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    Japan: Mixed case for BoJ easing - Scotiabank Sandeep Kanihama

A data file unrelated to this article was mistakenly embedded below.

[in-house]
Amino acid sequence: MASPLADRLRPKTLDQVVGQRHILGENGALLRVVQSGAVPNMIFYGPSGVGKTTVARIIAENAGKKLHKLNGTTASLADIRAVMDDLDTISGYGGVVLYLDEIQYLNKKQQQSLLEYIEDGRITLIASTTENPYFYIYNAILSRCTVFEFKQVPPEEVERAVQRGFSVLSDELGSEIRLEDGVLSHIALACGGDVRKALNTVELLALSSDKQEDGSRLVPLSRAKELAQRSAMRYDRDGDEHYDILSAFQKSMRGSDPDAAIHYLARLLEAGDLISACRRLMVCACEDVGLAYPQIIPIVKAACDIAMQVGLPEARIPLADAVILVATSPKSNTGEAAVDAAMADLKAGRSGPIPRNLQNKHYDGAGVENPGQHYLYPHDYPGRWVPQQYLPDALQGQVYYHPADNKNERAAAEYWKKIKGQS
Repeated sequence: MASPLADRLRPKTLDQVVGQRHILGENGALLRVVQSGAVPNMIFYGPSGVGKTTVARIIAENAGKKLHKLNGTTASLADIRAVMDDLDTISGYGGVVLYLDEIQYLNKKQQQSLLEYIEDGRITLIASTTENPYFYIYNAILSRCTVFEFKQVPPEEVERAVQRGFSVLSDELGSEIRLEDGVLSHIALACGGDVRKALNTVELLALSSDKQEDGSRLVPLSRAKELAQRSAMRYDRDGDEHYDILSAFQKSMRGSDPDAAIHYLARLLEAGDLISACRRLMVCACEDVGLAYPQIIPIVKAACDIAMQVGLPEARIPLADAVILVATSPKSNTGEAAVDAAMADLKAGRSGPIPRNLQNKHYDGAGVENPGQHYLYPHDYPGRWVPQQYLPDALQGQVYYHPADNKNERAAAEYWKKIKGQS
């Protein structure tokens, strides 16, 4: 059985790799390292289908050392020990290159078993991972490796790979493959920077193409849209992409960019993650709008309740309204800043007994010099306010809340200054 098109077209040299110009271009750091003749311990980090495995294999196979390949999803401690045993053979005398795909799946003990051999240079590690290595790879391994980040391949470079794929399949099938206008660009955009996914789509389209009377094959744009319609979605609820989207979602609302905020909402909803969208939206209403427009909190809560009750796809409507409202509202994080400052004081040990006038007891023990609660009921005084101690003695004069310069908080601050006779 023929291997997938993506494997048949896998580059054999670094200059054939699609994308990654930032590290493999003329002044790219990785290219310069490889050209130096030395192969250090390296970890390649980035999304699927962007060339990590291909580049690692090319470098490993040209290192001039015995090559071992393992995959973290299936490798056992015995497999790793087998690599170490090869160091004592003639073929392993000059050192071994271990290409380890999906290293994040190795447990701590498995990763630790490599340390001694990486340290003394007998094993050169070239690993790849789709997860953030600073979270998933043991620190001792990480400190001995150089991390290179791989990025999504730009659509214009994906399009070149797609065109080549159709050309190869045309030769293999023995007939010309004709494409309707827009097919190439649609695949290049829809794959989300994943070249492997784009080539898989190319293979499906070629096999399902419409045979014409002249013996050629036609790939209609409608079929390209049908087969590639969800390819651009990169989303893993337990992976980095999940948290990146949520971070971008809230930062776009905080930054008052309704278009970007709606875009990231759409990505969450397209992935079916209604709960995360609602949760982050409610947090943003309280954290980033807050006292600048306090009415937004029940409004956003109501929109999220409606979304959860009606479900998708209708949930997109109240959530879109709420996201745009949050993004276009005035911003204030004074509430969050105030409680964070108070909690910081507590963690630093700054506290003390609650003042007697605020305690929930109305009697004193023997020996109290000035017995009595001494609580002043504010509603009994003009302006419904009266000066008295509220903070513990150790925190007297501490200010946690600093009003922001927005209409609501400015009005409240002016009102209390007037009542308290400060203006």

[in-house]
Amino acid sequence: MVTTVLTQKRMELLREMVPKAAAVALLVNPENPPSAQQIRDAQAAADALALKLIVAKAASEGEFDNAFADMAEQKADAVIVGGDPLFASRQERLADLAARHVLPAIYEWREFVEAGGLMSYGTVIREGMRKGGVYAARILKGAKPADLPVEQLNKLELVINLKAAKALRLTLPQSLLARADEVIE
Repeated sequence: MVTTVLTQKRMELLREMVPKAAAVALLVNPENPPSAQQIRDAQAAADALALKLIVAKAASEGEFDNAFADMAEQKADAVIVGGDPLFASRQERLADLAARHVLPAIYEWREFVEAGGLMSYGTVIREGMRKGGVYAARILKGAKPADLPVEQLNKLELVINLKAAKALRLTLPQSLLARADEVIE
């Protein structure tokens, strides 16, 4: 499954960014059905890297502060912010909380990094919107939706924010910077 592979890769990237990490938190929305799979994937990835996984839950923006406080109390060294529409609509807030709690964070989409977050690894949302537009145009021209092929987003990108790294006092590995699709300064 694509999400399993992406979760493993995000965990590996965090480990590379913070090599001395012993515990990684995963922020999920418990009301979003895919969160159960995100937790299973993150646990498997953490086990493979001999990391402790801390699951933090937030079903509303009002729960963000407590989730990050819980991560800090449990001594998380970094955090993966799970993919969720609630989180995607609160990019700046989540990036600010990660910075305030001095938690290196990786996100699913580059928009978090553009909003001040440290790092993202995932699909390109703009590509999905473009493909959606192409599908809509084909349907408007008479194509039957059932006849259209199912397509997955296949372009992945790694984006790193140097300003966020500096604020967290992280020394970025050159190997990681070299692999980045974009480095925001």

Research Team at Scotiabank, suggests that while the Federal Reserve takes to the sidelines and the Bank of England explores contingency policies, one major central bank has begun to talk a little tougher — or at least one or two of its officials and advisors have.Key Quotes“The lead-up to Thursday’s Bank of Japan meeting became more interesting in the wake of comments by BoJ Deputy Governor Hiroshi Nakaso who remarked that “Overcoming deflation as soon as possible through decisive monetary easing is absolutely essential to returning Japan’s economy to a sustained growth path.” He also remarked that the April pause “does not preclude additional monetary easing if necessary.”It’s possible, however, that the BoJ could keep its powder dry again given decent Q1 economic growth and ahead of the uncertain global market effects of the following week’s UK referendum. The BoJ’s negative rate policy has been deeply unpopular in Japan across both high saving households and a major bank that is threatening to drop out of the country’s 22 primary dealers. Further easing could complicate the political backlash for the government on the path to the upper-house election at the end of next week.Pushing out plans to hike the sales tax also lessens downside risk to growth next year. Possible ways of easing are similar to prior speculation including further cuts to the negative rate on excess reserves, possibly introducing an ECB-style funding for lending program that cuts borrowing costs for banks to the same negative rate in order to mitigate the negative effects of negative rates on reserves, and increased purchases of exchange traded funds.Nevertheless, if there is a case for easing, it lies in the fact that Japan’s inflation rate continues to weaken although entirely on the headline CPI reading as a soft core reading is stabilizing of late. Further, recall that the national inflation numbers lag fresher figures for the city of Tokyo where the May reading fell further to -0.5% y/y and 0.5% y/y excluding food and energy. It remains doubtful, in our opinion, that further monetary easing would be sustainably successful in raising Japan’s inflation rate.A country with high import propensity is vulnerable to higher import prices on the back of the likely concomitant weakening in the yen. In the absence of faster wage growth or easier access to credit, households respond to yen weakening by spending more on what they have to — often imported food and energy — and less on what they don’t have to — discretionary items. Thus, the second-round effects of policy easing can be disinflationary as households move to balance their budget constraints. Regardless, the BoJ continues to fight this argument through what is arguably fruitless policy easing.”

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